Still, he adds, a customer managed to crush about two-thirds of the challenge recently. By himself.

“He was about 5-4, about as big around as a garden rake,” Marlin adds incredulously. “I was terrified that we were gonna be hauling him to the emergency room. To watch him do it — he did have a pizza baby. He looked like he was pregnant when he was done.”

2-Pound Burger Challenge, Big Jud’s, 1289 S. Protest Road, Boise (also in Meridian and Archer)

▪ Price: $23.99. Time limit: 30 minutes, or free if you finish in time. Plus, you get on the wall of fame, and you get a T-shirt.

Tiffany Beck, co-owner of the Big Jud’s in Meridian, has never attempted the 2-Pound Burger Challenge.

“I wouldn’t dream of it,” she says. “I feel like if I even tried it, I would spend three days in the hospital.”

Yet plenty of other people attack this beast — especially at the Boise restaurant when school is in session at Boise State.

When you consider the two pounds of hamburger, the toppings, the pound of fries and the 32-ounce drink, you’re in the neighborhood of four pounds of food, Beck estimates.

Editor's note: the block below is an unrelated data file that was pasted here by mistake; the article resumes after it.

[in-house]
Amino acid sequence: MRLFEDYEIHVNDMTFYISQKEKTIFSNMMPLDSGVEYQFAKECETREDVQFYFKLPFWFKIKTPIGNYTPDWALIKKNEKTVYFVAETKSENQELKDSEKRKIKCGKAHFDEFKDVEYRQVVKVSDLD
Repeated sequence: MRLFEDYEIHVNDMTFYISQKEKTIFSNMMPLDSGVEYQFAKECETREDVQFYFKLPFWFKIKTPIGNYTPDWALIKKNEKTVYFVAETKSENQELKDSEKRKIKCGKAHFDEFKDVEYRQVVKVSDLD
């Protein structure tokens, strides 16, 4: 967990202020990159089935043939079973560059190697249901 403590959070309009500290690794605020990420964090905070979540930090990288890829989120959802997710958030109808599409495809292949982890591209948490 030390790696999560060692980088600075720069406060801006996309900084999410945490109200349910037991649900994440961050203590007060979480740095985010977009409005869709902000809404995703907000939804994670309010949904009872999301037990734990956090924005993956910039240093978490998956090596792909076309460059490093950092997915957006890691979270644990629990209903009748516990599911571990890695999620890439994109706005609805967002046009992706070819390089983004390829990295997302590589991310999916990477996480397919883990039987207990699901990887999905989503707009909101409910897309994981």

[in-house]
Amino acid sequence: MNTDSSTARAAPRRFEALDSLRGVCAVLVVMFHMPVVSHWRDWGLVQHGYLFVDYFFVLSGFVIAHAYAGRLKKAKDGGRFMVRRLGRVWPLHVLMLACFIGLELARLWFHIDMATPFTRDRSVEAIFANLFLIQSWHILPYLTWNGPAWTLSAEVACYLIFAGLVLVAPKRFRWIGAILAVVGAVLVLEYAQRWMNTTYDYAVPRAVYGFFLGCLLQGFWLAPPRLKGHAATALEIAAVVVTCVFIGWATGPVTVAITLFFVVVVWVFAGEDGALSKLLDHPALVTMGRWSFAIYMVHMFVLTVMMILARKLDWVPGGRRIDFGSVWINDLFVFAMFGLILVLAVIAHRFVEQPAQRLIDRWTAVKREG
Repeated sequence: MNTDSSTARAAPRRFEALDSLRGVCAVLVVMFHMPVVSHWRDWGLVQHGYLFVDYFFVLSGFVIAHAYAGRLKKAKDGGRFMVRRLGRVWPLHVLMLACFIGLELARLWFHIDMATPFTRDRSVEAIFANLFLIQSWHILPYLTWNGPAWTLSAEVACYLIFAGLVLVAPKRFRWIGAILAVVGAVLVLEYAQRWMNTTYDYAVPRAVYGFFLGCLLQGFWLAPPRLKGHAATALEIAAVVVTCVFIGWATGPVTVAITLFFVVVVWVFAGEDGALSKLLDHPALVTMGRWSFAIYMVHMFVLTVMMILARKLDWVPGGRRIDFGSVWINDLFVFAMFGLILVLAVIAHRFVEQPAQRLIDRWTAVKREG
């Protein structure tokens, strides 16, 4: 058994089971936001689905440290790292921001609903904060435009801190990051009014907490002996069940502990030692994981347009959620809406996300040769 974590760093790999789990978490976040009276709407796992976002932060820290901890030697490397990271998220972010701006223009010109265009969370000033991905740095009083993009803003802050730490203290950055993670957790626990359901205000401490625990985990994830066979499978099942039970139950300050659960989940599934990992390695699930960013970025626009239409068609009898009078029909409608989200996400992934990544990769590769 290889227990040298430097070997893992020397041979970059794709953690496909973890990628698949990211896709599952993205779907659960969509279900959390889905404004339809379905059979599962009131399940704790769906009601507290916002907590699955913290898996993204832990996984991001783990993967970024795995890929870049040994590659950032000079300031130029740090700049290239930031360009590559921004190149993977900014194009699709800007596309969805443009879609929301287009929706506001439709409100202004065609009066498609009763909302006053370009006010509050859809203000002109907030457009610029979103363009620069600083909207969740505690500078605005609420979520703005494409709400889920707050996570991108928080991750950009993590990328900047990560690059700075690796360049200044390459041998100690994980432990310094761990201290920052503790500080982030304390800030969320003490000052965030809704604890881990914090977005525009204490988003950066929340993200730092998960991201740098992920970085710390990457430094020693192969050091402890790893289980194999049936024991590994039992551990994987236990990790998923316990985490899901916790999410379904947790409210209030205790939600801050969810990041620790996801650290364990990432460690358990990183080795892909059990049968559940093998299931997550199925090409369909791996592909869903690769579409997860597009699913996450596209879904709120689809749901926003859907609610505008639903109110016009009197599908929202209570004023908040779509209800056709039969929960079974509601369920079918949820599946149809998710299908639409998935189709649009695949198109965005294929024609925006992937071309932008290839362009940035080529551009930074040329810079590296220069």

“It’s really troubling,” she says with a laugh.

Each restaurant averages three to five gluttons per week attempting the 2-Pound Burger Challenge, Beck says. About one per month completes the challenge at each store.

So it can be done.

“Some people are just fine,” Beck says incredulously. “They just get up from the table. These tall, skinny dudes ... they’ve smashed it. They’ve smashed the record. They impressed all their friends.”

The Cow Tipper, Homestead Bar and Grill, 6275 N. Linder Road, Meridian

▪ Price: $25. Free if you finish in 30 minutes, plus you get a $10 gift card.

A newcomer to the Treasure Valley food challenge scene, the Cow Tipper was launched a few months ago. It replaced an inhumane hot wing challenge involving Carolina Reaper hot pepper sauce. “It was so brutal,” front-of-house manager Benjamen Hart admits. “People were like ‘Why would you do this to me?’ ”

The Cow Tipper might not hurt as much, but it’s definitely not comfortable.

“We’re just going to beat you up with six half-pound patties, six slices of cheese, six pieces of bacon, and then a side of chili cheese fries. And then a bartender’s choice of beer,” Hart says.

So far, nobody has beaten the challenge. “There’s one guy who got really close,” Hart says. “It’s crazy. It’s a lot of food.”

There’s always the to-go box ... .